Print version ISSN 0038-223X
J. S. Afr. Inst. Min. Metall. vol.112 n.7 Johannesburg Jul. 2012
M. GholinejadI; Sh. ArshadnejadII
IDepartment of Mining Engineering, South Tehran Branch, Islamic Azad University, Iran
IIDepartment of Mining Engineering, Mahallat Branch, Islamic Azad University, Iran
Applying non-explosive expansion material (NEEM) is one of the safest methods for rock fracturing, especially in a hard rock quarry. An experimental study was conducted to determine the pressure exerted by NEEM in a hole, which is necessary for analysing rock fracturing, particularly in a numerical modelling. Stress distribution was developed in a thick-wall cylinder in order to measure the tangential strain on the external boundary. In the experiments, nine pipes of different materials and varying diameters were selected and then loaded internally with a general type of NEEM. Through electrical strain gauges, the tangential strains were recorded on the external boundary of the pipes.
The results obtained from these tests and existing data from previous researchers were utilized for the statistical analysis. A new experimentally-derived formula is proposed for determining the pressure exerted by NEEM by multiple parameter regression with a high correlation coefficient. The proposed model has a nonlinear form with three independent parameters i.e. the hole diameter, the time, and the modulus of elasticity of the material.
Keywords: experimental test, non-explosive expansion material, thick-wall cylinder.
Non-explosive fracturing of rocks is one of the main rock-breaking methods in hard rock quarries or for the demolition of any concrete structure, and is usually accomplished through the use of non-explosive expansion material (NEEM). Although this method of rock breaking is without noise or vibrations and the entire operation is controllable, safe, and easy, the process is lengthier compare to the blasting method. In this method, circular holes are drilled consecutively in a block of rock with equal length, diameter, and spacing (centre-to-centre distance). Subsequently, the holes are filled with NEEM in grouted form, which by its expansion generates an incremental static load into the holes after about two to four hours (Goto et al., 1988; Zhongzhe et al., 1988; Jana, 1991; Hayashi et al., 1994; Pal Roy, 2005). If the spacing of the holes is appropriate, this will create intersecting cracks between two neighbouring holes, and the block will fracture along the high-stress concentration path between the holes. However, if material is brittle (e. g. hard rocks such as granite and quartzite), it will neither yield fracture nor will elastic behavior be observed before its failure (Hoek and Bieniawski, 1965; Lajtai, 1972; Lawn and Wilshaw, 1975; Ingraffea and Schmidt, 1978; Fowell, 1995; Eberhardt et al., 1999; Orekhov and Zertsalov, 2001; Yagiz, 2009). In other words, stress distribution into the brittle material will be elastic until the fracture process is completed.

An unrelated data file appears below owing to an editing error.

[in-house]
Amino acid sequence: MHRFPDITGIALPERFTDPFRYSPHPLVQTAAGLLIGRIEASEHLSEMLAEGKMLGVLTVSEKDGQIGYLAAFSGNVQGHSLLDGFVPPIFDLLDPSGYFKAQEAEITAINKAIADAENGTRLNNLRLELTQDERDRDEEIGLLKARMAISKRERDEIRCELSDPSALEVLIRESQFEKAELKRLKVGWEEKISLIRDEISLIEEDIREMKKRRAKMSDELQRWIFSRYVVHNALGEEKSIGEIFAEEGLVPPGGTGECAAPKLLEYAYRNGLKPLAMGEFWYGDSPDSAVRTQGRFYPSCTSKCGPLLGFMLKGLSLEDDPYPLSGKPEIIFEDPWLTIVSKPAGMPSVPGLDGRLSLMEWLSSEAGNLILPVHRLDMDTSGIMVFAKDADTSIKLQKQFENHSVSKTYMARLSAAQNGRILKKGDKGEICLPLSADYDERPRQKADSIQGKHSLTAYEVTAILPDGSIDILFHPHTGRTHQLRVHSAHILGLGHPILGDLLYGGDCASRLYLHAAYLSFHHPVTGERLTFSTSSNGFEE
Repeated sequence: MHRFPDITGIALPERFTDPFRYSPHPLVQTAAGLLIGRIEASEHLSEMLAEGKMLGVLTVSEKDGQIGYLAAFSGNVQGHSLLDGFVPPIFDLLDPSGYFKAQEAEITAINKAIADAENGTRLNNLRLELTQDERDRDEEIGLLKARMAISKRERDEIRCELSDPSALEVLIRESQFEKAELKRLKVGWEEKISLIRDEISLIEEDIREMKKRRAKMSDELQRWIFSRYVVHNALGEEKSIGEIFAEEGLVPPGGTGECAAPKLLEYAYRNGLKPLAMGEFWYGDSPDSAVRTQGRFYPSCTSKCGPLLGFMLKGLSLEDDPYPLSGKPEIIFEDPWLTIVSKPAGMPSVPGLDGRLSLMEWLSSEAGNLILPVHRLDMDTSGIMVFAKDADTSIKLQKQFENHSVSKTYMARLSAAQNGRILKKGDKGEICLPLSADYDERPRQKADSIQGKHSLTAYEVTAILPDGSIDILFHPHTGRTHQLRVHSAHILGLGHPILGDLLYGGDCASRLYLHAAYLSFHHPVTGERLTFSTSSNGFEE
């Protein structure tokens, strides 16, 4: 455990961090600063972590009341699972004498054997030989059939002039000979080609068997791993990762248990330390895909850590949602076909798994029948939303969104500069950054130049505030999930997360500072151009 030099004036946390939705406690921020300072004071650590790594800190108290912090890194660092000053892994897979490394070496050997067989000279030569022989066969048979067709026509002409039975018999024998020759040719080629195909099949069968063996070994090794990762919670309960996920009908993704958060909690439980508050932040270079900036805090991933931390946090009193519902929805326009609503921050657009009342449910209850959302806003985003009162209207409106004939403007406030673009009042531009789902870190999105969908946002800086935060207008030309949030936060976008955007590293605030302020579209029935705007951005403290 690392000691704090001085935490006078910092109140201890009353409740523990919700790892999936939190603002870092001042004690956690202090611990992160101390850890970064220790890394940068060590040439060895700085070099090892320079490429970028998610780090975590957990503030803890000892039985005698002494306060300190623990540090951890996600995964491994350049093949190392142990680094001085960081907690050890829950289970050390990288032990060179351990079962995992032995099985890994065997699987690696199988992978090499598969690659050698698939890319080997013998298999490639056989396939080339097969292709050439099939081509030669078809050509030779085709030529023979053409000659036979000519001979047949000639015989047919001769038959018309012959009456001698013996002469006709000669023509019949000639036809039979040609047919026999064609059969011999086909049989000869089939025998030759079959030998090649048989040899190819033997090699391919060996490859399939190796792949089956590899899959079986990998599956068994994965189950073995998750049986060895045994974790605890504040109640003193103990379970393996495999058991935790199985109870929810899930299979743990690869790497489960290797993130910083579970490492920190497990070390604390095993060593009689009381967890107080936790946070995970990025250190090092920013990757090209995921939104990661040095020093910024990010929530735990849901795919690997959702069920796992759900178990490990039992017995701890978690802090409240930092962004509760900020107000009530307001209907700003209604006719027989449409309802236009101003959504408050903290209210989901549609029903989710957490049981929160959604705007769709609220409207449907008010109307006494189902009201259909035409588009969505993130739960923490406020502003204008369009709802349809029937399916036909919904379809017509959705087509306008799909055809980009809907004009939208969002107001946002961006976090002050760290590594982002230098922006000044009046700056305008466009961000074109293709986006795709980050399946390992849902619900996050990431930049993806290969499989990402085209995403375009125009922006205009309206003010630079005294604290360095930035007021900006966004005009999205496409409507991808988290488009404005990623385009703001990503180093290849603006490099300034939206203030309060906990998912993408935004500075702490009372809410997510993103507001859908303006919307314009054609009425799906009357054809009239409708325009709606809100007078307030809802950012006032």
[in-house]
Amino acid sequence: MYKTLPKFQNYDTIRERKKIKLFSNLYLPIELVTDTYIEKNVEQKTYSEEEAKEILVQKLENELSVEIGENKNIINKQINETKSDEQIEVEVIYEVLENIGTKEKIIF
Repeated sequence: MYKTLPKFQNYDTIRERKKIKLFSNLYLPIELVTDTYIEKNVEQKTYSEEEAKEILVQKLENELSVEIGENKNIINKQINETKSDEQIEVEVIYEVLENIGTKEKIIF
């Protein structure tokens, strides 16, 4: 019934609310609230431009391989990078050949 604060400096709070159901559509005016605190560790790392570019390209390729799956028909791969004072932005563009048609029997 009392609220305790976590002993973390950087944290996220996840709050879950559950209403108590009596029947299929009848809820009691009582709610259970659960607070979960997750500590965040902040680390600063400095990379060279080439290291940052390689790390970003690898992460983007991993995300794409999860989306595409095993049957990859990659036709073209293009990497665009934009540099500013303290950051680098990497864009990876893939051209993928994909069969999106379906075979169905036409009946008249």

Prediction of rock fracture depends on the pressure in the hole, and this information is also required in the numerical modelling of crack growth. This investigation was aimed at determining the pressure developed in a hole due to expansion of the NEEM by physical modelling as well as developing an elasticity theory.
Non-explosive expansion material (NEEM)
The main reaction that takes place in the NEEM is the hydration of lime with evolution of heat:
Without confinement, the reaction results in a volume increase of about two times. Under confinement, the reaction rapidly generates an expansive pressure which exceeds the tensile strength of rocks (when the drill holes are charged with NEEM, the expansive pressure gradually increases to more than 20 MPa). Goto et al. (1988) investigated the reaction of NEEM in a steel pipe as well as its expansive pressure with respect the time (Figure 1) . Using a pressure sensor and strain gauge, they recorded data over 24 hours.
Mechanical behavior of the NEEM includes time, the modulus of elasticity of the rock or other material, and the diameter of the hole (Arshadnejad et al., 2010). NEEM is a chemical combination based on CaO (between 70 and 90 per cent) and SiO2, together with a few other substances such as Al2O3, Fe2O3 etc. Most NEEMs have the same chemical combination worldwide (Goto, et al., 1988; Soeda et al., 1988; Arshadnejad et al., 2010). The NEEM used in the present study was of Iranian manufacture, with the trade name Katrock. Tables I and II show the the chemical analysis (by XRD and XRF) for the NEEM.
Stress distribution around a hole due to internal load
The stress distribution around a circular hole depends on the stress field. Kirsch (1898) initially studied this problem for a single circular hole under a biaxial stress field. The field stress in the current study was located on the external boundaries.
The stress distribution within a thick-walled cylinder under a uniform external and internal load is as follows (Timoshenko and Goodier, 1951)
where ar and ae are the radial and tangential stresses respectively, and r is the radial distance of the considered point from the hole centre. Pi and Po are the internal and external pressures, and a and b are the internal and external radius of the thick-walled cylinder, respectively. Because of axisymmetry in the loading as well as body geometry, there is no shear stress in the medium. Following are some of the constraints for using thick-walled cylinder equations (Shigley, 1956; Hertzberg, 1996).
If there is no external pressure (P0 = 0) the equation becomes:
Stresses on the internal boundary (r = a) are a maximum as follow:
Stresses on the external boundary (r = b) will be as follows:
The tangential strain in the thick-walled cylinder is as follow:
where εθ is the tangential strain, E is Young's modulus, and v is Poisson's ratio. Since the radial stress on the external boundary is zero (Equation 10), the strain on the external boundary (r = b) is as follows:
A combination of Equations  and  results in a new relationship in order to measure the internal pressure
Therefore, the internal pressure of the NEEM can be determined by measuring the tangential strain on the external boundary (by electrical strain gauge), the elastic modulus, and the internal and external radius of the pipe.
In the current investigation, nine thick-walled pipes of four different types of materials i.e. aluminum, concrete, steel, and high-strength plastic (PP_R) were selected. The pipes were open at the top and had varying diameters and elastic moduli. Table III shows the geometry and the mechanical properties of the pipes.